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Opinion: We take some brilliant tech for granted way too often

04 May 2017

Elon Musk talks as casually about space exploration as you or I would about the weather. Drones have somehow gone from death-dealing military weapons to toys used for taking real estate photos. We’ve stopped talking into our phones, and our phones are now talking to us.

The part that blows my mind is that it all feels so normal. Imagine how World War II would play out if they had message delivery equivalent to Facebook Messenger, or even email? Would JFK still be kicking around if the US government had access to even one small camera drone in 1963? What did people even do for fun before the internet?

Sometimes I feel like I need to take a step back and realise just how much we take technology for granted. Here are some things we should appreciate way more as we continue into the age of automation and futuristic tech.

Mobile Banking Apps

Seriously, how inconvenient would things be if you had to still go to an ATM or a bank every time you needed to do ANYTHING with your money. I recently had some cash laying around (not bragging) and my brain literally had to take 10 seconds to remember how to even get it into my bank account.

I pay my rent, transfer funds between accounts and monitor my Kiwisaver earnings all from an app. Oh yeah, all I need is a thumbprint to open it as well. When paying a friend back for a gig ticket the other day he informed me that you can pay directly to a mobile phone number. Why did I even memorise my bank account number?

Mobile banking apps seem like such a basic concept yet are more or less mandatory at this point - unless you like to live dangerously, and gamble on every transaction while not knowing how much money you have in your spending account.

Video Streaming Services

Let me begin by reminding you that Netflix is a widely accepted verb. Probably the only phrase uttered more times than “Netflix and chill” in 2016 was the prefacing question  “WYD” (what you doing?).

Those of you that fought the good fight in the illegal torrent trenches during the mid-to-late 2000’s should know how much of a blessing this technology is. You’d have to source a film, or often a single TV episode at a time, make sure the quality was acceptable (but not too high, because broadband was a shell of it’s current self) and then rely on other individuals  to help you download it.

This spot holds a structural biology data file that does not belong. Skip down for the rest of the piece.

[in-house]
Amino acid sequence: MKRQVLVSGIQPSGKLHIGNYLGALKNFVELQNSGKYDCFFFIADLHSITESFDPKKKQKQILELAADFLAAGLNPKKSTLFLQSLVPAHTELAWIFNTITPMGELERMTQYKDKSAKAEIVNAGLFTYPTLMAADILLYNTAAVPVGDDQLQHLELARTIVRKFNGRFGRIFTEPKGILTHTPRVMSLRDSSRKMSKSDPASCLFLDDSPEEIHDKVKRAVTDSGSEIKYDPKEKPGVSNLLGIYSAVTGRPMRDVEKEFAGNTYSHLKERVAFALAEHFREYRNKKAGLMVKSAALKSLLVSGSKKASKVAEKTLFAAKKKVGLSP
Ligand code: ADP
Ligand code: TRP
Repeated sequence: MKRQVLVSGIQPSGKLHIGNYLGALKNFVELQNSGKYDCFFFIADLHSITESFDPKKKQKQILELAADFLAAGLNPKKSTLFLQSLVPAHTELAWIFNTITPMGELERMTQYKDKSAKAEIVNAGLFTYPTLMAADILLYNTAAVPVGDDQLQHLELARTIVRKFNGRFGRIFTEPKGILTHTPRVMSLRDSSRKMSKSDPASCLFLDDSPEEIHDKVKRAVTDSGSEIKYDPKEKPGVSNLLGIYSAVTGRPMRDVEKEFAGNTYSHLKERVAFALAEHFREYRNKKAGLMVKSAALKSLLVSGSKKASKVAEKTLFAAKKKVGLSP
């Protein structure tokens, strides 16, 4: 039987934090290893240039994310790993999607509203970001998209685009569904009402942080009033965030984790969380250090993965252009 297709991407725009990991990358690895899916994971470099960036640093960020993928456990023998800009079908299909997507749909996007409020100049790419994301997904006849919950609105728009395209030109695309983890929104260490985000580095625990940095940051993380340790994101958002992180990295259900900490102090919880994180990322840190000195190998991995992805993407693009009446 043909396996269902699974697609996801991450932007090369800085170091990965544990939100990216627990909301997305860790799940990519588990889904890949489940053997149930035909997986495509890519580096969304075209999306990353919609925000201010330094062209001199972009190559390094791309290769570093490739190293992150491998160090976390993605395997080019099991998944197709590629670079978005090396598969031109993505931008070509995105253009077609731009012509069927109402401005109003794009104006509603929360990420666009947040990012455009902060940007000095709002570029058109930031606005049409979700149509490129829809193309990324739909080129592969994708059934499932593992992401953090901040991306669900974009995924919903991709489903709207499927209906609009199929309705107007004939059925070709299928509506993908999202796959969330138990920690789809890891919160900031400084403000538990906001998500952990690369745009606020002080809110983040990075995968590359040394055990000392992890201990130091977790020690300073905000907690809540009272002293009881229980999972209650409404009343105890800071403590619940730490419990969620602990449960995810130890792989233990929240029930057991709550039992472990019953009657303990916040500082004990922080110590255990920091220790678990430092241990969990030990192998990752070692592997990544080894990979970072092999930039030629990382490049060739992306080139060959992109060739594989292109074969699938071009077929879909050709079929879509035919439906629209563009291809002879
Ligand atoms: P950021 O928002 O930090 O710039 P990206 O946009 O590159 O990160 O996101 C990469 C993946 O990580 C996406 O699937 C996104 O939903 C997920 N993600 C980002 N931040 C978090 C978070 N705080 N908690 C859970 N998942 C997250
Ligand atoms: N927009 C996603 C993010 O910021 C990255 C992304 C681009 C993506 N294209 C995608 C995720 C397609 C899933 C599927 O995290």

We were gods. I knew people that ran successful businesses in high school supplying the more tech-impaired with the latest and greatest movies and TV series that wouldn’t air in New Zealand until the following year.

Now… everything is available on demand, at all times, anywhere. Remember watching a single episode of Friends each week, with ad breaks? Make sure to take some time to appreciate Netflix next time you load up your so-bad-it’s-good guilty pleasure at 3am.

Virtual/Augmented Reality

Pokémon Go took the world by storm in 2016, and it seemed as though everyone and their mother was out there trying to catch ‘em all. However, I feel like a lot of people didn’t appreciate how groundbreaking the game was. It was probably the first augmented reality application that got mass exposure to users at all levels, and for most people it was just another game on their dated iPhone with a cracked screen.

Take a step back and think about how insanely brilliant Pokémon Go is, or any augmented reality or virtual reality technology for that matter. I was at a smartphone launch event recently, and tried out a new virtual reality headset. I’d never used one before, and when I told the brand representative he looked at me like I was a freakin’ alien. Going off his reaction alone you’d think I had told him I had never worn shoes before. It was then that I realised how mainstream and taken for granted this sort of technology is.

Basically what I’m saying is, embrace the technology and don’t get left behind. It’s likely that a lot of futuristic tech is going to be mandatory for day-to-day living whether you like it or not. Might as well enjoy the ride, and don’t forget to marvel occasionally at how far we’ve come. Maybe I’ll see you on Mars when Elon Musk finally gets those economy space trips up and running (business class is a bit rich for my blood, even if it’s a 6 month trip).

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